Don't underestimate the importance of your PC's power source. A good power supply serves as the cornerstone for a low-maintenance and highly reliable computer. But more often than not, boxed, pre-built desktops ship with the cheapest power supplies that meet the criteria of their product warranties.
This means that two or three years after buying your computer, you may find yourself with a perfectly functional desktop that one day decides either not to power on or to emit a puff of black smoke. Upgrading your graphics card can also push your PC's power supply past its limits, depending on the model.
But fear not. Replacing a power supply is a surprisingly easy process.
How to remove your old PC power supply
The first thing you'll need to do is gather your tools--likely just a pair of gloves and a Phillips head screw driver--and remove your old power supply.
Start by unplugging from the wall all of the cables connected to your computer. If your power supply unit (PSU) includes a power switch accessible on the rear of your PC, flip it to the off position, and then remove the side panel of your case so you can access the PSU.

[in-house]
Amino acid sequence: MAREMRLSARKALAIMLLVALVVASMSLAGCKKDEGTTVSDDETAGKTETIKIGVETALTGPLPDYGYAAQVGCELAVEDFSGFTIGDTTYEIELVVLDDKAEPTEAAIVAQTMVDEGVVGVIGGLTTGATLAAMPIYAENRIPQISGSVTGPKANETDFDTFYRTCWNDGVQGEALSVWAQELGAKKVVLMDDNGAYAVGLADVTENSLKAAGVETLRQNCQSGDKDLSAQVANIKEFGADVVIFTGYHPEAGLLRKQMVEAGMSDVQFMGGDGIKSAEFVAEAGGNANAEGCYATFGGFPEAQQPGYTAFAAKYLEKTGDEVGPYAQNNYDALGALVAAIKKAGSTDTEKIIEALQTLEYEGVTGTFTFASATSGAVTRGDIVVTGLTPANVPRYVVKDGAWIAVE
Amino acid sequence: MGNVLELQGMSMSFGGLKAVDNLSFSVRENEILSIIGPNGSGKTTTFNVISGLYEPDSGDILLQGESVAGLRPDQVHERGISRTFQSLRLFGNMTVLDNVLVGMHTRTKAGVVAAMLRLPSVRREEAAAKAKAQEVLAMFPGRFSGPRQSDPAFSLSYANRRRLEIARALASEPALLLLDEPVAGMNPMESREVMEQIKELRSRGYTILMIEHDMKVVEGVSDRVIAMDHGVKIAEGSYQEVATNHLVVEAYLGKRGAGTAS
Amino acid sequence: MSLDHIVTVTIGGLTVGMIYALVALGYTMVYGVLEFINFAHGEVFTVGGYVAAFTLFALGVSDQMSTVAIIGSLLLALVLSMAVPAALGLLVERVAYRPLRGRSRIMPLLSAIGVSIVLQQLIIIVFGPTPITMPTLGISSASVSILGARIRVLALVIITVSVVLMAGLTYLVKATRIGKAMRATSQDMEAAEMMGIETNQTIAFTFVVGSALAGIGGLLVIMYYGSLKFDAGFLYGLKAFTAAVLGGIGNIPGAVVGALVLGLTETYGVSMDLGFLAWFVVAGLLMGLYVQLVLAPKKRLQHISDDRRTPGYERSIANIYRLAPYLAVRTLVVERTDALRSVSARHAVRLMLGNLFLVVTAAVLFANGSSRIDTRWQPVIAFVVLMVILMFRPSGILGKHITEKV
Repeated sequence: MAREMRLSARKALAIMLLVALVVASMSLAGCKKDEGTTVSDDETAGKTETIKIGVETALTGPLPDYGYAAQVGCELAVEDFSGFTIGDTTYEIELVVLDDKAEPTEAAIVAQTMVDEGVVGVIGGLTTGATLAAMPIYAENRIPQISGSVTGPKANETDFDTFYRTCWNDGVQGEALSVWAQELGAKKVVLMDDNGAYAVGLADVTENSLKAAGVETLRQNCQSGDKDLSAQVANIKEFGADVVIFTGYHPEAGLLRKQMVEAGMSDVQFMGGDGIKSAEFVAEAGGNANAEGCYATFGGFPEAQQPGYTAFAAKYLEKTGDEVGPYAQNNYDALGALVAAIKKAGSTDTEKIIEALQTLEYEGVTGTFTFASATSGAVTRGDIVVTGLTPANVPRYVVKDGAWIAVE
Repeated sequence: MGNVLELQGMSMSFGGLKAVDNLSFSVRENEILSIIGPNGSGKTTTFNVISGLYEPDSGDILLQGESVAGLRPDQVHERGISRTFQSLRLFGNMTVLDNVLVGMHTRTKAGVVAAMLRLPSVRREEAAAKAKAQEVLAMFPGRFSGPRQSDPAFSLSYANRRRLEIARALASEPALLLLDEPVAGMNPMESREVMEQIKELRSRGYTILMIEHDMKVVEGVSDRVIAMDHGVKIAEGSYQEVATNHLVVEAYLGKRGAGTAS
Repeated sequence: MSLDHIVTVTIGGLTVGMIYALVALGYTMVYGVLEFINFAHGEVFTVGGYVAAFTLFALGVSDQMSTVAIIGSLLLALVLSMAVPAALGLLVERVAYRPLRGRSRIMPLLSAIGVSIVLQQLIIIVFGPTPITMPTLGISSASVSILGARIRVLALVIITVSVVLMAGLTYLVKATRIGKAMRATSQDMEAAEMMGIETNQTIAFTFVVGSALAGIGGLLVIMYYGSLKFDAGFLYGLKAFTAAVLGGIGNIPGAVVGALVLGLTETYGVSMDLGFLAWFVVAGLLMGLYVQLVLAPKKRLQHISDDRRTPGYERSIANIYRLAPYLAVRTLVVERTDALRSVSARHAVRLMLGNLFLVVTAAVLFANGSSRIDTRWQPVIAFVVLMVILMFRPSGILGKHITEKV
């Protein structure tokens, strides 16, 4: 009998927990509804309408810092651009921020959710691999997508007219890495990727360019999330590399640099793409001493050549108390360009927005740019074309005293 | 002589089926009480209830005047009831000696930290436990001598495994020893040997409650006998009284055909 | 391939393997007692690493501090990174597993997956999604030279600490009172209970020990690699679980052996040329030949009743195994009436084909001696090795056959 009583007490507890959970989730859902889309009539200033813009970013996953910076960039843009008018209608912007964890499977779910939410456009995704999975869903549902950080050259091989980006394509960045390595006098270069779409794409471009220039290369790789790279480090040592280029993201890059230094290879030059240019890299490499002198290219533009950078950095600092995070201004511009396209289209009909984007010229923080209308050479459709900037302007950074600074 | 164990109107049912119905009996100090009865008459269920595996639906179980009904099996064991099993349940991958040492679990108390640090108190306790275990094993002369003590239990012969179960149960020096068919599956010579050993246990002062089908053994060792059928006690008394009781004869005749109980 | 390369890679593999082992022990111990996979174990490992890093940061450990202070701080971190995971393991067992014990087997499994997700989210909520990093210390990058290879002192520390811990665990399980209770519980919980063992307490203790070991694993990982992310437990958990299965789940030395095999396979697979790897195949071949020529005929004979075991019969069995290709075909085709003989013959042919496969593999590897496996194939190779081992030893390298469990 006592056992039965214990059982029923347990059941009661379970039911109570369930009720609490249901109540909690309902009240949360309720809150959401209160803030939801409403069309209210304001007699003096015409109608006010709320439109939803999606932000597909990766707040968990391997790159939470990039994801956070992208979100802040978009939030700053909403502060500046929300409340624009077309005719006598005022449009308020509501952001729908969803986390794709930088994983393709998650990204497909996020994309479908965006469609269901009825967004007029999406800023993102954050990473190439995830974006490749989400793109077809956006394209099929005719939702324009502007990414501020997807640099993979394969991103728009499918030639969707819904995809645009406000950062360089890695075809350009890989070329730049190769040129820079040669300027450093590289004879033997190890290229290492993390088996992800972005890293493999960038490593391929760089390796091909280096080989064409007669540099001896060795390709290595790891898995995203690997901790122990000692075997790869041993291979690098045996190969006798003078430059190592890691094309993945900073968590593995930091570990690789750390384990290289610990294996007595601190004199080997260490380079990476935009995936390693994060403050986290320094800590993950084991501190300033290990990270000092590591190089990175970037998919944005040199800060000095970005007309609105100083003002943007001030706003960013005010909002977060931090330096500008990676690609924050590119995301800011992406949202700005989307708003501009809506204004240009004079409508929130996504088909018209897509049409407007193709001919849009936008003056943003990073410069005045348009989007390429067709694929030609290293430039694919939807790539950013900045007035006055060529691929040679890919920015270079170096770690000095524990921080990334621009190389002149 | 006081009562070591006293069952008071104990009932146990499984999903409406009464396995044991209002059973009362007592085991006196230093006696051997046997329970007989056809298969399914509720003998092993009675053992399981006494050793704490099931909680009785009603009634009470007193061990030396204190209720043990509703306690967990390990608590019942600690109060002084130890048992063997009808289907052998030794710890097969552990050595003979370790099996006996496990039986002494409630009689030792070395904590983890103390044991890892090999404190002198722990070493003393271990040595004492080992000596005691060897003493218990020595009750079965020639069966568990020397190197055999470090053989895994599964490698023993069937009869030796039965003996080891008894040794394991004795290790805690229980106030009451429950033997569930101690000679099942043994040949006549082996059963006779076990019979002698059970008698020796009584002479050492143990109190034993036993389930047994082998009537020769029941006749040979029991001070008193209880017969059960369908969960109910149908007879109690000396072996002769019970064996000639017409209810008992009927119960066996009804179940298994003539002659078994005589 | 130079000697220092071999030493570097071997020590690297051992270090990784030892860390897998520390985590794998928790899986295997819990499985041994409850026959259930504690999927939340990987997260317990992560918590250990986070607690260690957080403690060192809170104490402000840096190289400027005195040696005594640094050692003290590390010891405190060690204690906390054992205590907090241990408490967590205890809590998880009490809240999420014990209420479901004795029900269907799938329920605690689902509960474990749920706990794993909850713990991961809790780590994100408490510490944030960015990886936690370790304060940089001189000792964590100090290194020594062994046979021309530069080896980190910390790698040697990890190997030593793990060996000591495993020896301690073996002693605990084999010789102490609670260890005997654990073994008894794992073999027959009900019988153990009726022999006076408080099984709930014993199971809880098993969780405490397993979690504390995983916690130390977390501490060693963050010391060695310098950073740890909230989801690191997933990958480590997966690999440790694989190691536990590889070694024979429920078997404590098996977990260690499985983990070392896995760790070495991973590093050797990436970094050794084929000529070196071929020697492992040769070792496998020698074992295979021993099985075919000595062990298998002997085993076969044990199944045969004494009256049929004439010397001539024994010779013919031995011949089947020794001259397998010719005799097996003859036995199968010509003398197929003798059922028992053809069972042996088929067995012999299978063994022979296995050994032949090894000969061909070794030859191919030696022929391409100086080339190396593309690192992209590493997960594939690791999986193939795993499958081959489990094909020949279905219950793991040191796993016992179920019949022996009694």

A number of different power connectors lead from the power supply and power the different components in your computer. You will need to disconnect all of these cables before the power supply can be removed, or else they'll snag and hold the PSU in the case.
You may find it helpful to photograph which power cables went to which components so that you can have a reference for plugging in the cables on your new power supply. Don't forget to remove the four- or eight-pin CPU power connector located near the CPU socket on the motherboard,and the 24-pin power cable connected to the motherboard along its mid-line on the left side. As you remove each cable, pull it out of the case to avoid tangling them with the other cables. Doing so also helps ensure that all power cables are disconnected, and makes it easier to remove the PSU from the case when you're done.
You'll next need to remove the screws that hold your power supply in position. In most cases there are only four screws, but designs differ from vendor to vendor. Set these safely to the side.
Now you can finally pull your old power supply out of your case.
How to replace your PC power supply
Choosing a replacement power supply can be a daunting task, but PCWorld's guide to choosing the best PC power supply can put you on the right track. Another helpful tool is the wattage rating listed on the side of your old power supply.
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